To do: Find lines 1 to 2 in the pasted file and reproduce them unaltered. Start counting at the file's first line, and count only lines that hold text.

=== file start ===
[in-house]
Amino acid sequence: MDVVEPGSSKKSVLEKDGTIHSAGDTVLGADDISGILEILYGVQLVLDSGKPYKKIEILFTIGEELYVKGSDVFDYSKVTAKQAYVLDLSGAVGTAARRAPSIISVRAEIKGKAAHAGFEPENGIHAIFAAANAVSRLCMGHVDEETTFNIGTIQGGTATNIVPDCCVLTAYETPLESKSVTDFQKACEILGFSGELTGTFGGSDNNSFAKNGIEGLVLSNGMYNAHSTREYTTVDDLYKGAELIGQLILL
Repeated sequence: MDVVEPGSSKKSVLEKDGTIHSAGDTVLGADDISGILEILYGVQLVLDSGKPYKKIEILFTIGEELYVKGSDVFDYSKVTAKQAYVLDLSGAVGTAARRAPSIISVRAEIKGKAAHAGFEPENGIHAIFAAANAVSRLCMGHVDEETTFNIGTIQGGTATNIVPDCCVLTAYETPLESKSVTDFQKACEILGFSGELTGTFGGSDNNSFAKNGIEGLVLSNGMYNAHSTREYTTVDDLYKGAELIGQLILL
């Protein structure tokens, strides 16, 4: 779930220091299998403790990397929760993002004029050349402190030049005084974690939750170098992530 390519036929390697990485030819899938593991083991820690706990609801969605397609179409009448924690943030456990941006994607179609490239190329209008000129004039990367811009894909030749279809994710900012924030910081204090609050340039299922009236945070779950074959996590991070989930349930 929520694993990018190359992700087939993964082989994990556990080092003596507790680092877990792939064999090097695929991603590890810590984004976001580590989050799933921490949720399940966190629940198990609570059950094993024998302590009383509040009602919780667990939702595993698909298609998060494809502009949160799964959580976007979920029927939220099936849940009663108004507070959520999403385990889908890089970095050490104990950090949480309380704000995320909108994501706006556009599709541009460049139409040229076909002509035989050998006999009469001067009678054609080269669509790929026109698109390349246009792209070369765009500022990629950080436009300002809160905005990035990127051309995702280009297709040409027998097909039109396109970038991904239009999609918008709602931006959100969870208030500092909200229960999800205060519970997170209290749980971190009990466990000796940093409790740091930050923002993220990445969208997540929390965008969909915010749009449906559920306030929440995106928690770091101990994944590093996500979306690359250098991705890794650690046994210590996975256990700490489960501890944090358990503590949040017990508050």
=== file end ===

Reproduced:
[in-house]
Amino acid sequence: MDVVEPGSSKKSVLEKDGTIHSAGDTVLGADDISGILEILYGVQLVLDSGKPYKKIEILFTIGEELYVKGSDVFDYSKVTAKQAYVLDLSGAVGTAARRAPSIISVRAEIKGKAAHAGFEPENGIHAIFAAANAVSRLCMGHVDEETTFNIGTIQGGTATNIVPDCCVLTAYETPLESKSVTDFQKACEILGFSGELTGTFGGSDNNSFAKNGIEGLVLSNGMYNAHSTREYTTVDDLYKGAELIGQLILL